Washington DC Man Sues Powerball Over $320m Win

  • John Cheeks saw his winning Powerball numbers posted on the OLG’s website
  • The Powerball operator said that it posted the wrong numbers by mistake
  • Cheeks’ attorney referenced a precedent where Iowa paid out on erroneous numbers
Washington Lottery sign
A Washington DC man is suing three entities over refusing to honor his winning Powerball ticket. [Image: Shutterstock.com]

Taoti claims mistake

A Washington DC man who was led to believe he’d won a $340m lottery jackpot is suing Powerball after the game’s administrator, Taoti Enterprises, claimed his win was a mistake.

John Cheeks purchased the headline grabbing Powerball ticket on January 6, 2023 and saw his numbers – a combination of his family’s birthdays and other digits with personal significance – posted on the DC Office of Lottery and Gaming’s (OLG) website two days later.

filed a lawsuit on November 21 in the Superior Court of The District of Columbia

When Cheeks went to the OLG office to redeem his ticket, however, administrators refused his claim. In response, his attorney, Richard Evans, filed a lawsuit on November 21 in the Superior Court of The District of Columbia against Powerball and its owners, the MultiState Lottery Association and Taoti.

The wrong numbers

According to court documents, Taoti sent Cheeks a letter saying his “prize claim was denied […] because the ticket did not validate as a winner by the OLG’s gaming system as required by OLG regulations.” Taoti supposedly gave a complex account as to why it was denying Cheeks his jackpot.

The Guardian cited Taoti Project Manager Brittany Bailey as stating that on January 8 “the incorrect lottery numbers were listed next to the actual winning numbers on the DC Lottery website.” She said her firm realized the error on January 9 and the “Taoti development team took down” the misleading numbers.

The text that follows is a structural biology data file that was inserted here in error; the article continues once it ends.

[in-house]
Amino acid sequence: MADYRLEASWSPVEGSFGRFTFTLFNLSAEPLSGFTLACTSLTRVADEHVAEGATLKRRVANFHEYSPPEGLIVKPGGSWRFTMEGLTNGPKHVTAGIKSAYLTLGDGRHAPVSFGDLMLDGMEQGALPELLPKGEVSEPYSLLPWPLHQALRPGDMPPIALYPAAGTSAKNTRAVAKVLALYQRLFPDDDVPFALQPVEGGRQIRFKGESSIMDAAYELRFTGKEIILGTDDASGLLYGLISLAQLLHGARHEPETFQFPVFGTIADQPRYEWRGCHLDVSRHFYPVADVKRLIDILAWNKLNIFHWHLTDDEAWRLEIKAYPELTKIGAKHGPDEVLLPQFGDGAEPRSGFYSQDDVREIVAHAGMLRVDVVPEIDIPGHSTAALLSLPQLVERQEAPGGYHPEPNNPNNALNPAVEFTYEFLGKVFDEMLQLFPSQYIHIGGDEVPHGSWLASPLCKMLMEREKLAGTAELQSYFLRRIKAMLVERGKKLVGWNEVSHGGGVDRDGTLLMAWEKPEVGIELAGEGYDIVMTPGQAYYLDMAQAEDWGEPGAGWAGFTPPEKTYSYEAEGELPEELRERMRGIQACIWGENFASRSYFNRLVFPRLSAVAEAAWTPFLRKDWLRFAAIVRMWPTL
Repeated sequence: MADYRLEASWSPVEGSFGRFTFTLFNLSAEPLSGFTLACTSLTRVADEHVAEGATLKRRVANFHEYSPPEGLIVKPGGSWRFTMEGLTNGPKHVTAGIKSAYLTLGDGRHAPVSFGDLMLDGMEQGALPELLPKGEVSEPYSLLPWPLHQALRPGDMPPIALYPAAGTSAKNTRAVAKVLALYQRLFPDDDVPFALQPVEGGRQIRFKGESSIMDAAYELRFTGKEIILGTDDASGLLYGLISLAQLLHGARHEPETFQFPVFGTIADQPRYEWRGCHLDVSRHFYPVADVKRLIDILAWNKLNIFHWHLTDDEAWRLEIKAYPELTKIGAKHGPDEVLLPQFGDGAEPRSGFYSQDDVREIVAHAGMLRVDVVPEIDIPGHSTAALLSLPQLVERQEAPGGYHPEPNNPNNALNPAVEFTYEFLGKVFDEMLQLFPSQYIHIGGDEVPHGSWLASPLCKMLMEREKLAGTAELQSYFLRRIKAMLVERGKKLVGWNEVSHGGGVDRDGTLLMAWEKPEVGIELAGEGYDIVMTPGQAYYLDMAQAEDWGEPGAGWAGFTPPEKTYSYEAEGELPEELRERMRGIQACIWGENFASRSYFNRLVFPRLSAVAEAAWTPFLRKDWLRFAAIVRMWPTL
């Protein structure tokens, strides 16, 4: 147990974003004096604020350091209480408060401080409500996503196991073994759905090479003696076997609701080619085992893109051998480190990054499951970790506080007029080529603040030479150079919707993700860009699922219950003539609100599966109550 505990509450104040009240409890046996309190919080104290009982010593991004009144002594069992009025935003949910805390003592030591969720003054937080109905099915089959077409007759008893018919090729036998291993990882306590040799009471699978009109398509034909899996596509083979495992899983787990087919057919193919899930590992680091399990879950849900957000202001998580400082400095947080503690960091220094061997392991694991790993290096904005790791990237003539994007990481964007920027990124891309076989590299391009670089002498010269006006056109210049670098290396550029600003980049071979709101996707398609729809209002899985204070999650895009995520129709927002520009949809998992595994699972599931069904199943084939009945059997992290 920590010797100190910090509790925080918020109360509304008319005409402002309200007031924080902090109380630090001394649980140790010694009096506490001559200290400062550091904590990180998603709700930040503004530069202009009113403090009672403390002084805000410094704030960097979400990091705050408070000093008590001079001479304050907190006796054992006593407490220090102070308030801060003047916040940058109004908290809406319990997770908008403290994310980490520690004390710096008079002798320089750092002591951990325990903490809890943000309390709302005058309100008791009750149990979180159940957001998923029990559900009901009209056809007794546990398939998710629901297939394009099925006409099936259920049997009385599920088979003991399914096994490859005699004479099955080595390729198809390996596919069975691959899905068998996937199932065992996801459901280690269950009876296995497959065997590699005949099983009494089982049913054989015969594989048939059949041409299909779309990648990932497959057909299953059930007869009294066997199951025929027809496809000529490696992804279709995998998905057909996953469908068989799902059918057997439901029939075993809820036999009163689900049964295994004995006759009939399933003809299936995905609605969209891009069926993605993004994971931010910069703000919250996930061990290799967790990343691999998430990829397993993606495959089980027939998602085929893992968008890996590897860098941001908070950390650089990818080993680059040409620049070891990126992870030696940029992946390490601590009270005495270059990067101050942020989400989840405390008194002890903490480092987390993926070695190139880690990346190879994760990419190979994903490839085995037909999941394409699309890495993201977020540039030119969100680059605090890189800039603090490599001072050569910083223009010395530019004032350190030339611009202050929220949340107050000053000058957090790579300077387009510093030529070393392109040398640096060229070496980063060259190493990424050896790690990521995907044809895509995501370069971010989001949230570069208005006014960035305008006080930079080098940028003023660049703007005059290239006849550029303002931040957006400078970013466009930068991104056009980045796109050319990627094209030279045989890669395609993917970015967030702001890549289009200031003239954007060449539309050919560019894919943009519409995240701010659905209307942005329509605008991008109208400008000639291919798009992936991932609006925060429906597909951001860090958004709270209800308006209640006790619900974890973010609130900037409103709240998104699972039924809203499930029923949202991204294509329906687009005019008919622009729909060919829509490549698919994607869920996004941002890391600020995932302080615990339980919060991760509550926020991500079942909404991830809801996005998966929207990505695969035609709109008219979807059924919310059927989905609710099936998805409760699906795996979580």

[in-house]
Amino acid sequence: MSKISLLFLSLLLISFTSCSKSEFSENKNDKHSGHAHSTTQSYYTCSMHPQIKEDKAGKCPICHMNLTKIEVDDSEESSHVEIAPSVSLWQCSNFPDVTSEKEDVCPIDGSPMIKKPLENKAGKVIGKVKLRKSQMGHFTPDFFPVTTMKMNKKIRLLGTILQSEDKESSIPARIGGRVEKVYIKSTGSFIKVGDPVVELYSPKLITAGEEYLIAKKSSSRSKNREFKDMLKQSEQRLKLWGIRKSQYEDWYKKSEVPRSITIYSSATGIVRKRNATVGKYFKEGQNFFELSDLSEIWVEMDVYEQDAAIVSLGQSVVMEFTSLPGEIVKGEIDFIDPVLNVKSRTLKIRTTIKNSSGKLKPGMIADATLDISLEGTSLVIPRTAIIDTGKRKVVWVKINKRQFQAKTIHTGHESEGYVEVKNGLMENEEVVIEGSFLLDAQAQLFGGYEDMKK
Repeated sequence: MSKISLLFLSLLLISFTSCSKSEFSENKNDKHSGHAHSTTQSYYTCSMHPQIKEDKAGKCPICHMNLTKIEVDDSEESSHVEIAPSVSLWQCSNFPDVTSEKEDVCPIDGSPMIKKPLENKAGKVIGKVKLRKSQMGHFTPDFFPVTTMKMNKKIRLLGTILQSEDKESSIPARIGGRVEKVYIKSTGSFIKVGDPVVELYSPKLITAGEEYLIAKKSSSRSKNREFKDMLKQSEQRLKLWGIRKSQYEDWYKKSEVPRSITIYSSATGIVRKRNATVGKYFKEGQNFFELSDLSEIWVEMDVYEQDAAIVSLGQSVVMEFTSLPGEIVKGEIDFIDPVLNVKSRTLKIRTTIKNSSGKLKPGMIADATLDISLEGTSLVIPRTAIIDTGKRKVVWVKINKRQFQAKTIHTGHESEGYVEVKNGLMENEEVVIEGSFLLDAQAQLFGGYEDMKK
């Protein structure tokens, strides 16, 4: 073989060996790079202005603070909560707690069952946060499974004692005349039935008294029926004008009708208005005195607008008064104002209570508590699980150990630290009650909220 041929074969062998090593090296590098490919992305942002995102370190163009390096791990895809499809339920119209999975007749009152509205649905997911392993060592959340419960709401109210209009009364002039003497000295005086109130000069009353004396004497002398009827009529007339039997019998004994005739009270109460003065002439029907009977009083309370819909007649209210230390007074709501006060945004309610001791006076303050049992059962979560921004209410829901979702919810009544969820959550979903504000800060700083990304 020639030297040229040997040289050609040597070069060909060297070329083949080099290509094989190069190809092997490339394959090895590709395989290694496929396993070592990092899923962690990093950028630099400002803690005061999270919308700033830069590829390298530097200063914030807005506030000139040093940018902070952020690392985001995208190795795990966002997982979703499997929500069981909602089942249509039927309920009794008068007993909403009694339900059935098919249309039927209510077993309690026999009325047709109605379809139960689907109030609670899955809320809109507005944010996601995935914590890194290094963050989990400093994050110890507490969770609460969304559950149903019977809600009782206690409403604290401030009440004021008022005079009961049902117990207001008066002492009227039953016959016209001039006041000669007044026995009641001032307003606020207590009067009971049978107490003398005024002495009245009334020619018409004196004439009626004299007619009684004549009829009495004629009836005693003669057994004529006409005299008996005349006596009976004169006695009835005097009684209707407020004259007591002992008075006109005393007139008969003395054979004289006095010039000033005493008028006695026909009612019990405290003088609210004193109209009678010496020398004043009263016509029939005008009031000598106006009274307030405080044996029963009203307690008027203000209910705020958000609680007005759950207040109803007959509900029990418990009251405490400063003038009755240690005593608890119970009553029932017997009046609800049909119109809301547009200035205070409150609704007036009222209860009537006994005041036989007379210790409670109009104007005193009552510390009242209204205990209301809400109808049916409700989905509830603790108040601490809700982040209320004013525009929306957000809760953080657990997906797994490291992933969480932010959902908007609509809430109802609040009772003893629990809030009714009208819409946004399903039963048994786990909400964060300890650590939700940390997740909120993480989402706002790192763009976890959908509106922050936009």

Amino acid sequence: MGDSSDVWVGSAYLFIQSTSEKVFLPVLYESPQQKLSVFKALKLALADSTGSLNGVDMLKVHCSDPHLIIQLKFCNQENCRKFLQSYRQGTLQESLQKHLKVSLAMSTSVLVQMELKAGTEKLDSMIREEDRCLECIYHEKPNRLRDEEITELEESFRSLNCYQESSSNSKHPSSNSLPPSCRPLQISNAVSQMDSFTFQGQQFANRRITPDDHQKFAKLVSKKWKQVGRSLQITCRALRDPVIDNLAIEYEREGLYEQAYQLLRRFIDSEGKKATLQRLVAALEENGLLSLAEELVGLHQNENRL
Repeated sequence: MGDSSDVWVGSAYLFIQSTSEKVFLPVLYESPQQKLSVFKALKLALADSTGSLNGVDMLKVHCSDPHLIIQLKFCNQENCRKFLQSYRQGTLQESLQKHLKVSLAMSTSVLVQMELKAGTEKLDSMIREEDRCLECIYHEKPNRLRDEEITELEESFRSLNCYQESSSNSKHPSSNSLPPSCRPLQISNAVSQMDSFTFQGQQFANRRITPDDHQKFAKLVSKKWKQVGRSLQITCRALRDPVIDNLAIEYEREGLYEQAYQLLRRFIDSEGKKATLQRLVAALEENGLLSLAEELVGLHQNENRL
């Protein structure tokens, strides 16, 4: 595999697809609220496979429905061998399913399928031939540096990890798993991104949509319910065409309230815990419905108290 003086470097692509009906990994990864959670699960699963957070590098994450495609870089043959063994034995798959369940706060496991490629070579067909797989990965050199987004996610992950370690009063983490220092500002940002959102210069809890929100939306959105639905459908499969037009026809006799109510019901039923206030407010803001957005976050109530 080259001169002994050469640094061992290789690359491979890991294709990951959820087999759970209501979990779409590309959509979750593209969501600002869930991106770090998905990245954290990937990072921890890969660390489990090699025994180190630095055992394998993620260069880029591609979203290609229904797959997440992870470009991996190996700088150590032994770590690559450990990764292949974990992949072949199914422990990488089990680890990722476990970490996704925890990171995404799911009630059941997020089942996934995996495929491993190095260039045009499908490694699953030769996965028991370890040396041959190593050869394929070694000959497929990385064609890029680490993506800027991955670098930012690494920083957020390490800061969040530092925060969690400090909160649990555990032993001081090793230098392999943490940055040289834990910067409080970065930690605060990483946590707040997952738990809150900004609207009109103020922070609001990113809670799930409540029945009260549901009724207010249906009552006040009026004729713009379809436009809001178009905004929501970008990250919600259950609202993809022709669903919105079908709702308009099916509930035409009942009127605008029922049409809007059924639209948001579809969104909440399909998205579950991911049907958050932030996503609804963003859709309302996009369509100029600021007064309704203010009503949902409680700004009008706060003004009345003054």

These were the numbers Cheeks saw. He told NBC Washington that at the time he was a “little excited” but also calm. He took a picture of his winning numbers on the website “and went to sleep.”

Cheeks also referenced a strange request from a lottery claims worker when he went to cash his ticket. They allegedly told him his ticket was “no good” and that he should bin it. Cheeks asked the worker to repeat himself. The response was: “Just throw it away. You’re not going to get paid. There’s a trash can right there.”

An honest mistake

Cheeks’ attorney Evans told the media that he questions Taoti’s claims. “They have said that one of their contractors made a mistake… I haven’t seen the evidence to support that yet.”

Even if a mistake was made, the question becomes: What do you do about that?”

Evans added, “Even if a mistake was made, the question becomes: What do you do about that?” The lawyer even referenced a precedent for such a mistake. In November, he stated, the Iowa Lottery posted incorrect Powerball numbers and later cited a “human reporting error.”

The Iowa Lottery decided that the people who had the numerals at issue could keep their winnings. “A mistake was admitted to by a contractor and they paid the winnings out,” Evans stated.

The winnings the Iowa Lottery paid out ranged from $4 to $200, paling in comparison to Cheeks’ $340m.

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